Feeds

Insecure indexing risk dissected

How did THAT get out?

  • alert
  • submit to reddit

Choosing a cloud hosting partner with confidence

It's embarrassing when future PR items, upcoming security advisories or boilerplates for obituaries that are not meant to be visible to external users drift into the public domain. These documents might get accidentally uploaded to the wrong part of a website but mischievous attacks can also play a role.

Web application security researcher Amit Klein this week published a paper explaining how "insecure indexing" allows attackers to expose hidden files on web servers. Some site-installed search engines index files that search engines are programmed to ignore. Typically search engines look in a root domain for a special file called "robots.txt" which tells the robot (spider) which files it may download.

If an attacker can get to internal search engines he can get around files denied to him by the Robots Exclusion Standard. Klein explains that these attacks are "fundamentally different from exploiting external (remote) search engines".

Klein explains various attack techniques, ranging all the way from guessing a file name from names that already exist to targeted search strings and far more complicated traffic-intensive attacks, and concludes with methods for detecting insecure indexing and suggested defences. "Crawling style indexing should be preferred over direct file indexing. If file-level indexing cannot be avoided, more consideration should be made when deploying a search engine that facilitates it. In particular those search engines should be systematically limited to the visible resources (or at the very least, to accessible resources)," he writes.

The paper - Insecure Indexing Vulnerability: Attacks Against Local Search Engines - can be found on the Web Application Security Consortium's site here. ®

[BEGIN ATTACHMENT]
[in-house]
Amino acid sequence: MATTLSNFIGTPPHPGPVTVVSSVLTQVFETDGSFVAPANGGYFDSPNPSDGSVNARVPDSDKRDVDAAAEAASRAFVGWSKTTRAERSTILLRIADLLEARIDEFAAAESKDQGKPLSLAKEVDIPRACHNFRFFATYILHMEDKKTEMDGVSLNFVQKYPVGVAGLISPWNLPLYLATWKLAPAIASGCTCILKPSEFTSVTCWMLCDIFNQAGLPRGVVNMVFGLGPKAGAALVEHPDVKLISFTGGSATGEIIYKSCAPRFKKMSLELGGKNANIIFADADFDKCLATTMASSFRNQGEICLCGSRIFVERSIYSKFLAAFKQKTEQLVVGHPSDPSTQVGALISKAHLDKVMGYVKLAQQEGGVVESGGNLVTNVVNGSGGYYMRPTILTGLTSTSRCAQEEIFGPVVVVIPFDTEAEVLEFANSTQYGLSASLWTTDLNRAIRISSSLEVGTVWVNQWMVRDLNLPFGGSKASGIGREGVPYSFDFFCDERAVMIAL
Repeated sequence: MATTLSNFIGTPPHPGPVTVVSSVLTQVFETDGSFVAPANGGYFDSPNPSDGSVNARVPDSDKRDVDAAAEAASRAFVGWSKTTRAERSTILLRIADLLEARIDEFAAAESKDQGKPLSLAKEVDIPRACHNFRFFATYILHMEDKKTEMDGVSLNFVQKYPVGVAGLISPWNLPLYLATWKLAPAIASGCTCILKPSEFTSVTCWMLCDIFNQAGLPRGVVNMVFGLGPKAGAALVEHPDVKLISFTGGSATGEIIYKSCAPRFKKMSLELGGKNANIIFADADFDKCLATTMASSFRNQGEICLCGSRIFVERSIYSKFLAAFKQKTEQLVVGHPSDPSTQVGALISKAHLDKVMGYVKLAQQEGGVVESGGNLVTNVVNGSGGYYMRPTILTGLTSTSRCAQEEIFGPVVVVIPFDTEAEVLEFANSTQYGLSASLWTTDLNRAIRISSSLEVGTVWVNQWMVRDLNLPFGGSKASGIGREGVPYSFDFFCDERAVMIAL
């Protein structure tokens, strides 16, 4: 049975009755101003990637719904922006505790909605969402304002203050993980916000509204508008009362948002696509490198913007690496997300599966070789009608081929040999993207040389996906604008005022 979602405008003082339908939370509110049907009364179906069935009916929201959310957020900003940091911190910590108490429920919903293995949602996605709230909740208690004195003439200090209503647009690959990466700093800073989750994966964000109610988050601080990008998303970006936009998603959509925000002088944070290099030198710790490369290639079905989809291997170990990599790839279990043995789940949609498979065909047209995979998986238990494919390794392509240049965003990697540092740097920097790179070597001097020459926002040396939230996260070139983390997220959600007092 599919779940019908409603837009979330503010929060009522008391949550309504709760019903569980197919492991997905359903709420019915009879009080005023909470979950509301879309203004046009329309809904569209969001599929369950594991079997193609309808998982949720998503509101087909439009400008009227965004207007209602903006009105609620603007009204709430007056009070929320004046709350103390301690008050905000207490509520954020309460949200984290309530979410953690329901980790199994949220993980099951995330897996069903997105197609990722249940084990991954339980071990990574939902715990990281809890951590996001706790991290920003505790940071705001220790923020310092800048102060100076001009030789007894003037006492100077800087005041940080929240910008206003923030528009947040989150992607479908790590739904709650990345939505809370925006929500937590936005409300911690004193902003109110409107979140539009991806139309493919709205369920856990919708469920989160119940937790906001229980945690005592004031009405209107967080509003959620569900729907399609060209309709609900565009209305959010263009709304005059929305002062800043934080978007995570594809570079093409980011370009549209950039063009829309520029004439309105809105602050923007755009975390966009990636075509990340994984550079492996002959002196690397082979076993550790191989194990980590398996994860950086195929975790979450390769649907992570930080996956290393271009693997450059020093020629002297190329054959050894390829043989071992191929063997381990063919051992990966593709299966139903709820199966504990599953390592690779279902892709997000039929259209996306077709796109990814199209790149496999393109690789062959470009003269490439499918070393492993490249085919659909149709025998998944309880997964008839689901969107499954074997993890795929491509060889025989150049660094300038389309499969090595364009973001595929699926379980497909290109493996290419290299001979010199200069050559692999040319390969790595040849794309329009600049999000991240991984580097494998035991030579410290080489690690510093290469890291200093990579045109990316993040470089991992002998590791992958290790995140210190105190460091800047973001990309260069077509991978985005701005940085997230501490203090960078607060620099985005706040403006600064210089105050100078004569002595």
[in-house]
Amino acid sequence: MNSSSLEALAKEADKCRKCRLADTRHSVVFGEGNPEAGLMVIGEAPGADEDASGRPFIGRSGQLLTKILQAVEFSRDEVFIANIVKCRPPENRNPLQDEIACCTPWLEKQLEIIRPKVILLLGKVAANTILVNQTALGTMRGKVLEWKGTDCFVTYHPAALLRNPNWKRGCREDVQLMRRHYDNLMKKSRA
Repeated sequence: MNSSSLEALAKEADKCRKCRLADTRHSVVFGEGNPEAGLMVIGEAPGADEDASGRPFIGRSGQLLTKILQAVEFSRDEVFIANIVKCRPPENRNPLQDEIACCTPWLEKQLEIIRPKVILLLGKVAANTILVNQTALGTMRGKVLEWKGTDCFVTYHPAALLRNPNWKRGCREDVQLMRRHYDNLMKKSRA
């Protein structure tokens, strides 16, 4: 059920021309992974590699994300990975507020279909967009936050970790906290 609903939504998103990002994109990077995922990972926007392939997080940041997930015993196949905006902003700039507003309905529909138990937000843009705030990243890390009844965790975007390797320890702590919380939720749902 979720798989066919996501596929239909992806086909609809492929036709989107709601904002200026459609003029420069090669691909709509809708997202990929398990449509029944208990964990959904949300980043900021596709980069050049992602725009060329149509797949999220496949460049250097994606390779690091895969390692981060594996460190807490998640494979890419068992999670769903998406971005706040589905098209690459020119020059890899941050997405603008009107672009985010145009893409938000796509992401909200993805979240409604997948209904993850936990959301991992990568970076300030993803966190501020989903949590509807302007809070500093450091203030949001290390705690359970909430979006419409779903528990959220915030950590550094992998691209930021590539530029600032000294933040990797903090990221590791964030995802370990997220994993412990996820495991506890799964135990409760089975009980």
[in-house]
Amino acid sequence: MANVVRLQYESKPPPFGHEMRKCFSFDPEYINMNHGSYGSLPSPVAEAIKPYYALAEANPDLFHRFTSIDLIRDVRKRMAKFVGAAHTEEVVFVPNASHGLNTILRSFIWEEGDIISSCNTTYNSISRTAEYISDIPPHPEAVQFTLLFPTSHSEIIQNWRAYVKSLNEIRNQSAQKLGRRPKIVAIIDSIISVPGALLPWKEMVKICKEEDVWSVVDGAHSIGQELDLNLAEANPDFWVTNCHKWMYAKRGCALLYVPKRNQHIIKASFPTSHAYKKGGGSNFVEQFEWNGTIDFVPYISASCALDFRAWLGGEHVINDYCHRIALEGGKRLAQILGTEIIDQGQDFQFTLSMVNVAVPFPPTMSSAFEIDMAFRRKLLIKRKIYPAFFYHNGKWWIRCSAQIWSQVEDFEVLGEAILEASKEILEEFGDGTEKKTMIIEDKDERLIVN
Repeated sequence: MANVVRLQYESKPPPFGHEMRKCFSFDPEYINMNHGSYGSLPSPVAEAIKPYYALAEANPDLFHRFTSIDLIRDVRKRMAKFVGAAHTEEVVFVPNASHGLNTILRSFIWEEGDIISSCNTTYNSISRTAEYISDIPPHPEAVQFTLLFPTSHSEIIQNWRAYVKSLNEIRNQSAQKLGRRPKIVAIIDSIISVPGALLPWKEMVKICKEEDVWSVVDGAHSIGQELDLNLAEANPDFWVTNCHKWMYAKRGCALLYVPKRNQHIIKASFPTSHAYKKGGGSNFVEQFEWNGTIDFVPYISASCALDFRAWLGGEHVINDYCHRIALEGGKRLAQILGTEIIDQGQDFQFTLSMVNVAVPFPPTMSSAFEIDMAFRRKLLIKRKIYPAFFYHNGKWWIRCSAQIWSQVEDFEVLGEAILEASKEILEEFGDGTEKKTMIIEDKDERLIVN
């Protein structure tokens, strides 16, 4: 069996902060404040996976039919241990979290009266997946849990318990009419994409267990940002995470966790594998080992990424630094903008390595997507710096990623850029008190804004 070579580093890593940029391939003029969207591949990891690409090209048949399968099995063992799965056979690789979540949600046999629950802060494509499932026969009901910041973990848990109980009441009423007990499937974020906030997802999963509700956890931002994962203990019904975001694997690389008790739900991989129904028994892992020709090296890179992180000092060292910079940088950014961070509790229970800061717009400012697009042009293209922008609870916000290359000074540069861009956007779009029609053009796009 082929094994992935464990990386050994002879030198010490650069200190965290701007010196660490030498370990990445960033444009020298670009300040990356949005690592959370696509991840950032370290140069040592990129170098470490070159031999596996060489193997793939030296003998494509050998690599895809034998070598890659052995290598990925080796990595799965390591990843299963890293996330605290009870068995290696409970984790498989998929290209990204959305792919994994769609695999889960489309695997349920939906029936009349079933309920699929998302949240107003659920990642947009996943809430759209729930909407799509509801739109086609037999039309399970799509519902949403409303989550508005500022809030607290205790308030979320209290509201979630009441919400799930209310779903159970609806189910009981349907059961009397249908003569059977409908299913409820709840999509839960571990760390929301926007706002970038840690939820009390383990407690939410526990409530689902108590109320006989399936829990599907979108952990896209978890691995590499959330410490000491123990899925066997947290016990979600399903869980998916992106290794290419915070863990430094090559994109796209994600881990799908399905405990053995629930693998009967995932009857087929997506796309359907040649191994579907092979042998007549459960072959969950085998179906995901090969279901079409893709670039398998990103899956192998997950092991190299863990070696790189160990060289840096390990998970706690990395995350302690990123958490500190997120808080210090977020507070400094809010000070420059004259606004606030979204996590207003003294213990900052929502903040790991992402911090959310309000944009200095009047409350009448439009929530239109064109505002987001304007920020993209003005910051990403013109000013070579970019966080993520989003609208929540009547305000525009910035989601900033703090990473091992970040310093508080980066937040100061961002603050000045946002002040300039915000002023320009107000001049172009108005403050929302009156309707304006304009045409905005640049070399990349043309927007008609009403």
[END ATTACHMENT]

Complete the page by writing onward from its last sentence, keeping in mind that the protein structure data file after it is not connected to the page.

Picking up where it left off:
Related stories

Botnets strangle Google Adwords campaigns
Phishers suspected of eBay Germany domain hijack
Interview with a link spammer
Google's No-Google tag blesses the Balkanized web
Google exposes web surveillance cams
Major flaw found in Google Desktop

Top 5 reasons to deploy VMware with Tegile

More from The Register

next story
You really need to do some tech support for Aunty Agnes
Free anti-virus software, expires, stops updating and p0wns the world
Regin: The super-spyware the security industry has been silent about
NSA fingered as likely source of complex malware family
You stupid BRICK! PCs running Avast AV can't handle Windows fixes
Fix issued, fingers pointed, forums in flames
Privacy bods offer GOV SPY VICTIMS a FREE SPYWARE SNIFFER
Looks for gov malware that evades most antivirus
Patch NOW! Microsoft slings emergency bug fix at Windows admins
Vulnerability promotes lusers to domain overlords ... oops
HACKERS can DELETE SURVEILLANCE DVRS remotely – report
Hikvision devices wide open to hacking, claim securobods
prev story

Whitepapers

Why and how to choose the right cloud vendor
The benefits of cloud-based storage in your processes. Eliminate onsite, disk-based backup and archiving in favor of cloud-based data protection.
Forging a new future with identity relationship management
Learn about ForgeRock's next generation IRM platform and how it is designed to empower CEOS's and enterprises to engage with consumers.
Designing and building an open ITOA architecture
Learn about a new IT data taxonomy defined by the four data sources of IT visibility: wire, machine, agent, and synthetic data sets.
How to determine if cloud backup is right for your servers
Two key factors, technical feasibility and TCO economics, that backup and IT operations managers should consider when assessing cloud backup.
High Performance for All
While HPC is not new, it has traditionally been seen as a specialist area – is it now geared up to meet more mainstream requirements?